If not, then you should read Thom Rainer and Eric Geiger’s Simple Church: Returning to God’s Process for Making Disciples. Using biblical teaching, true-life stories, and statistical analysis, the book shows the connection between the vibrancy of a church and the simplicity of its discipleship process. Rainer and Geiger drive home the importance of four basic concepts: clarity, movement, alignment, and focus. And they provide concrete suggestions for using these concepts to design and evaluate effective church programs.
As a new senior pastor, I found Simple Church to be very helpful for diagnosing what is and is not working at my church, and why. As I work with my church’s leaders to develop a new discipleship process, I will undoubtedly return to Simple Church regularly for good advice.
The Barna Group released a new study of atheists and agnostics in America that is well worth reading, especially for what it reveals about the "no faith" commitment of younger Americans. Here are the opening paragaphs:
A new evangelistic movement has emerged in America. Yet this effort does not spring from those loyal to a particular faith or religious view.
The new evangelists are atheists. People who have determined there is no God or who doubt his existence (a group commonly known as agnostics) are adopting a more aggressive, intentional effort to discredit the notion that God exists and to critique people of faith. Widely reviewed new books such as The God Delusion and God is Not Great represent this movement.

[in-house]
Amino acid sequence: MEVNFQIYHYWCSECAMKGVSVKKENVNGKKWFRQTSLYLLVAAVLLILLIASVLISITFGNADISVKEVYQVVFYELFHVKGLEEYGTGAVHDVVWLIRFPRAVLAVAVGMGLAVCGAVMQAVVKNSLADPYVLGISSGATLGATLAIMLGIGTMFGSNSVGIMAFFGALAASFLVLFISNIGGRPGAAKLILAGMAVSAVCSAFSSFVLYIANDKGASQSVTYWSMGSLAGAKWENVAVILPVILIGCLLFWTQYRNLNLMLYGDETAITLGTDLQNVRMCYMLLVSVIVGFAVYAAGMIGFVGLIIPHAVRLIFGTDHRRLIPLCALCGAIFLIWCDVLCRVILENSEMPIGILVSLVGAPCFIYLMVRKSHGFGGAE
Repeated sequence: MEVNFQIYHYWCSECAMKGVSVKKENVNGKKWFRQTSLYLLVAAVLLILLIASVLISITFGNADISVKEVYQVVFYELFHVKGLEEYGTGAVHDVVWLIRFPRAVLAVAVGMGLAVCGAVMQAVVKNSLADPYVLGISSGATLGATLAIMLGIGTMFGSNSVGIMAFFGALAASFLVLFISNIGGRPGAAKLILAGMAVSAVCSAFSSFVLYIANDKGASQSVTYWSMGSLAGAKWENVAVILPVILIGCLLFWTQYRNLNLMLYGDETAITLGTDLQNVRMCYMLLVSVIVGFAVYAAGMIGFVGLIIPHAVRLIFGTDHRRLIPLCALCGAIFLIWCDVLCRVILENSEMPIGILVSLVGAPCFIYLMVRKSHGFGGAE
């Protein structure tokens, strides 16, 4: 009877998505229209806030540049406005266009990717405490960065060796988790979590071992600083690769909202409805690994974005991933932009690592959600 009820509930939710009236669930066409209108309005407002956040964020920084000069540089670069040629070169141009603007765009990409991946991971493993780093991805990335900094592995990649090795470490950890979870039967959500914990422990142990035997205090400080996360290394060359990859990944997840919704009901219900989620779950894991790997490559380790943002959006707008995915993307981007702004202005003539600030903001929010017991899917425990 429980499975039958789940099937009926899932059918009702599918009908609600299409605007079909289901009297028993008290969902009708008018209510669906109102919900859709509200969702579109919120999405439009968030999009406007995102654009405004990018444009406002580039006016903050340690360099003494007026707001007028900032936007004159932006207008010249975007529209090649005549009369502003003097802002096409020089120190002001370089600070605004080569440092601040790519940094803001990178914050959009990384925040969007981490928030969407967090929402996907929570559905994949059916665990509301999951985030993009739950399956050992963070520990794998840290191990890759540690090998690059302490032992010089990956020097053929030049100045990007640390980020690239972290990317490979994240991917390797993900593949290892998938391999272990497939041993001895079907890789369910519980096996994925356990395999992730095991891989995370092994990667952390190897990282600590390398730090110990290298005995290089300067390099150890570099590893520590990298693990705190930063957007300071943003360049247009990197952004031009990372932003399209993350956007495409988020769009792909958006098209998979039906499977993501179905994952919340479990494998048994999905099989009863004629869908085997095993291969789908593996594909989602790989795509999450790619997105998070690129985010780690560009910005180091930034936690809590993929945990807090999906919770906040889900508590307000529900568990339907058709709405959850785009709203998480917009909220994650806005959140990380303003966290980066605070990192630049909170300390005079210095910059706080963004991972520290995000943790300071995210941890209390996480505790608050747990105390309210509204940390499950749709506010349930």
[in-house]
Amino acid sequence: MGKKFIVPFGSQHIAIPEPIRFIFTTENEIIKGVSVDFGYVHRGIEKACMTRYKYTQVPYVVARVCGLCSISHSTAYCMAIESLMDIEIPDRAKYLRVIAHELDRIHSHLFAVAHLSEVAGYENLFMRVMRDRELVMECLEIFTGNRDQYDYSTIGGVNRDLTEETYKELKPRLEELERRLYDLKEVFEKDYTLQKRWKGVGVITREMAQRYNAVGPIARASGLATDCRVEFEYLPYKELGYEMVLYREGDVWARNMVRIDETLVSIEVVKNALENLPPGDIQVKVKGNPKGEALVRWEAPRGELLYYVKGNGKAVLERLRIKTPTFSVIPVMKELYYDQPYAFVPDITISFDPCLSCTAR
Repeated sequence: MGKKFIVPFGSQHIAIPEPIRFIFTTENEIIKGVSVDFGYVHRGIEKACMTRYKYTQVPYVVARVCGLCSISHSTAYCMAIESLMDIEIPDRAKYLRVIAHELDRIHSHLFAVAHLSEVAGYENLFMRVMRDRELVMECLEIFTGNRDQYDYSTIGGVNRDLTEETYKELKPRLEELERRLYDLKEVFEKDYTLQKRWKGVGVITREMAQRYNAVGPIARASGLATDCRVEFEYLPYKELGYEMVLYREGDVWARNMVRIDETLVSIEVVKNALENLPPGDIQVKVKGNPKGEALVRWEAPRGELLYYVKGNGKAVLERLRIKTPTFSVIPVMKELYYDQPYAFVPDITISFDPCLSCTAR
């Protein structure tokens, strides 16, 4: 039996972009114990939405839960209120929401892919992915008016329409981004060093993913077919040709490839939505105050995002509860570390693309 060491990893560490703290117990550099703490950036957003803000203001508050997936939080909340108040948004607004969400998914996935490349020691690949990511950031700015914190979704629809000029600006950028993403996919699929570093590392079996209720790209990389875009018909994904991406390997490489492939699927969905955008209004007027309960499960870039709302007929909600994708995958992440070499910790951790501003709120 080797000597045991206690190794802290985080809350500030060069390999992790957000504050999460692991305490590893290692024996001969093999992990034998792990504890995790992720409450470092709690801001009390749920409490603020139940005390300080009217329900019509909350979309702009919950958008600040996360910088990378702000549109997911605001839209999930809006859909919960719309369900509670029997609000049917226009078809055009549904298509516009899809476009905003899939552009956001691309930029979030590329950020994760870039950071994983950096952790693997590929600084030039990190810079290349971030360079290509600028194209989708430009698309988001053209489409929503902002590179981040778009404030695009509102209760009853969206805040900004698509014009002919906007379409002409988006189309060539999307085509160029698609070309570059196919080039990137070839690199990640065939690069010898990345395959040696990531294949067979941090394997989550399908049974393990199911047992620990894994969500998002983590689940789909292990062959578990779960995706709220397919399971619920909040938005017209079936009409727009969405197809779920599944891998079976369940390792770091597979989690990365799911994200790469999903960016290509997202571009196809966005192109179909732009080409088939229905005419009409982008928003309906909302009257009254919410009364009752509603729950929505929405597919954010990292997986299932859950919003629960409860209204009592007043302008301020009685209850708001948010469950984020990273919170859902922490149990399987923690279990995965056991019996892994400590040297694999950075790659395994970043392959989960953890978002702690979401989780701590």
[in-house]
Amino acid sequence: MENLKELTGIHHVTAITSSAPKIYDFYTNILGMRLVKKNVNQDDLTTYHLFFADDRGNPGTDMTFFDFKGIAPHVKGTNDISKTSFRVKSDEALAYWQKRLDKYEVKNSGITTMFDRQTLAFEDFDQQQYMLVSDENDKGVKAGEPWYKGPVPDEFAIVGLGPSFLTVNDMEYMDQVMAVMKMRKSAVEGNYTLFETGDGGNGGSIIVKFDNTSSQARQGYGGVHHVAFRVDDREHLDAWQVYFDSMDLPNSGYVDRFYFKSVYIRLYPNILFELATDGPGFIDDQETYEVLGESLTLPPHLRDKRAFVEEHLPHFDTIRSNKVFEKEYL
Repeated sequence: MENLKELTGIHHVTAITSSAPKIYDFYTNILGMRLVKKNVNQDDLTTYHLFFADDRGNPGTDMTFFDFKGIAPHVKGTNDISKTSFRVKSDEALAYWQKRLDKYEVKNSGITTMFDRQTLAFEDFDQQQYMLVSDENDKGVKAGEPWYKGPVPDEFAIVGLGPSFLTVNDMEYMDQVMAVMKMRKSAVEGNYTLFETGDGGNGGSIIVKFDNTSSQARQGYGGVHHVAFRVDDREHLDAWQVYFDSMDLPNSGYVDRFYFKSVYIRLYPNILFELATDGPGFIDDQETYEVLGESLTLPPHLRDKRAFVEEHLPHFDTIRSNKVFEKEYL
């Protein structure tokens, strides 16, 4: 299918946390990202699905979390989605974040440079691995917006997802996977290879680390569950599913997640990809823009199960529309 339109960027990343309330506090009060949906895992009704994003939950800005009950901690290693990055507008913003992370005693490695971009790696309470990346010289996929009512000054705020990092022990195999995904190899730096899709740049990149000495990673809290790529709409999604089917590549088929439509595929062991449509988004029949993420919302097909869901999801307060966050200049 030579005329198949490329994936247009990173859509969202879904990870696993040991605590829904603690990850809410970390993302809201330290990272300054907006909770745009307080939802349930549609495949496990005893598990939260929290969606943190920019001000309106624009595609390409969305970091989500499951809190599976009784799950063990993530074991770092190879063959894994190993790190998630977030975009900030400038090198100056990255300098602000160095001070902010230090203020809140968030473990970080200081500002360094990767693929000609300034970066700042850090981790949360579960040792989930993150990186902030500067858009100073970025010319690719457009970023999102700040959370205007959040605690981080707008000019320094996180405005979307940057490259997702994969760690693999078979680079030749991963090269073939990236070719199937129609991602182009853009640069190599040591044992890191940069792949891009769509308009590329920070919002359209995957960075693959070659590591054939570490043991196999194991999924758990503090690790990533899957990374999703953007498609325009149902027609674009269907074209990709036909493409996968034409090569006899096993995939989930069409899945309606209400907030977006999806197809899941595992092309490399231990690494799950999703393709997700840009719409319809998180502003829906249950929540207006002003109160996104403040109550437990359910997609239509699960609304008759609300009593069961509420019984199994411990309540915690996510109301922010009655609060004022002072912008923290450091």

Beyond the bestseller lists, however, a new survey shows there is indeed a significant gap between Christians and those Americans who are in the "no-faith" camp. For instance, most atheists and agnostics (56%) agree with the idea that radical Christianity is just as threatening in America as is radical Islam. At the same time, two-thirds of Christians (63%) who have an active faith perceive that the nation is becoming more hostile and negative toward Christianity. ("Active faith" was defined as simply having gone to church, read the Bible and prayed during the week preceding the survey.)
A new study by The Barna Group examines the numbers, lifestyles and self-perceptions of America’s atheists and agnostics, contrasting the no-faith audience with those who actively participate in the Christian faith. Surprisingly, not every measure shows points of differentiation; there was also some common ground between the two groups who are at opposite ends of the faith spectrum.
This year is the 40th Anniversary of the Six Day War between Israel and Egypt, Jordan, and Syria. For a useful introduction to the Six Day War, check out this website by CAMERA, which specializes in debunking myths about Israel and the Middle East. Also, check out this lecture on the ongoing ramifications of the Six Day War by Michael B. Oren at Jerusalem’s Shalem Center. Oren is the author of Six Days of War: June 1967 and the Making of the Modern Middle East.